A look beyond the fringe benefits of globalization

globe-895580_1920As a twenty-first century global citizen, I cannot complain about globalization. Now let’s focus on the key-word “global”: What does it really mean? Is it a good phenomenon or a prejudicial one? Will my children call themselves “global citizens” as well?

It is innate to human nature to highlight the pros and ignore the cons in every situation. However, I believe this time we need to be extremely careful with the neglected consequences of a globalized world.

To begin with, if you have not made up your mind about whether you support this (old) revolution or reject it, here are some crucial facts: Does an equal world necessarily mean a safe place to live in? I do not think so. Homogenization of cultures and ended geographical barriers must certainly lead to faster spread of violent ideals. What about patriotism? And is it a good plan to promote easy influx of terrorism into our streets? I guess it has become obvious that I strongly support the idea that globalization might cause more social problems than solve these.

Nevertheless, not every possible scenario is negative. Our interdependence has made us even more social creatures than we have ever been. Now, we can easily discuss, talk, work and reach to people who live in distant parts of our so-called-pleasant globalized society. Those same people are not considered aliens anymore due to the fact that we today have the ability to actually know each other and get to understand different ways of approaching obstacles.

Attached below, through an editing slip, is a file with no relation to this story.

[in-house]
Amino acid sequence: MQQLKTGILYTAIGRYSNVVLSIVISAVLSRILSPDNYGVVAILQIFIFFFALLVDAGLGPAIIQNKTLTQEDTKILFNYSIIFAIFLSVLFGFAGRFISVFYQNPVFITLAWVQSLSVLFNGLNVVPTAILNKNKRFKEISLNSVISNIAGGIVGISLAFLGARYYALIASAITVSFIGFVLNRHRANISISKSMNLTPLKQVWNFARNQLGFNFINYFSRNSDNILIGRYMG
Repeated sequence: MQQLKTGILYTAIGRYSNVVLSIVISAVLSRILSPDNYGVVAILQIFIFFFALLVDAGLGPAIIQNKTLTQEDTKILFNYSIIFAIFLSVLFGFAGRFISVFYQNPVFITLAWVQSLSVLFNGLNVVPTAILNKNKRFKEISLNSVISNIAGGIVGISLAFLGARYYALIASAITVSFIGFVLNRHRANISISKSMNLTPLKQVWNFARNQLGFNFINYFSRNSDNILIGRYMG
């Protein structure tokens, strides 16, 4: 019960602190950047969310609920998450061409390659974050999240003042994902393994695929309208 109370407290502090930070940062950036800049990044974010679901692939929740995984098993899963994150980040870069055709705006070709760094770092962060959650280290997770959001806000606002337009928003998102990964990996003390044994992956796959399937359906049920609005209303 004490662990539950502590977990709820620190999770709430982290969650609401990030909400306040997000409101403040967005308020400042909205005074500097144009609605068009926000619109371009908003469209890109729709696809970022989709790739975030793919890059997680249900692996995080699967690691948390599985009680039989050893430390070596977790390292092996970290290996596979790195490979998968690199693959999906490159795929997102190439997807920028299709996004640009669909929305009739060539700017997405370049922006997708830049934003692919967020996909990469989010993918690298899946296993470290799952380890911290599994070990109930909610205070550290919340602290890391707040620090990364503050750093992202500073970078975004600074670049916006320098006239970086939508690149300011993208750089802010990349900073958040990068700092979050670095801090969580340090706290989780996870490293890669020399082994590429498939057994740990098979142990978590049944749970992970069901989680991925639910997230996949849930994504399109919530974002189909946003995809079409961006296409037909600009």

Even so, I must be loyal to my heart and feelings. I see globalization mostly as a serious damaging issue and not as a rosy tendency. Mixing of cultures and nations might not end up in a peaceful global civil society. Accompanied by reduced barriers and multinational trades comes an unequal blue planet which we enjoy to call our home.

All things considered, will my children call themselves global citizens? I would rather not. Still, if they eventually do, I hope by that time they have already figured out how to protect their country’s interests. After all, globalization is great for employers, managers and businessmen, but hell to socially patriotic individuals just like me.

About the author:

PicsArt_09-15-04.36.05Luísa Moreira (18) took part in our My Europe Workshop in Lisbon in 2014. She is interested in languages and politics and would like to become a diplomat in the future.

“For me, My Europe is an open-minded society on which every citizen’s voice counts. It is a place where your job is to dream big and work until you achieve life-changing goals.”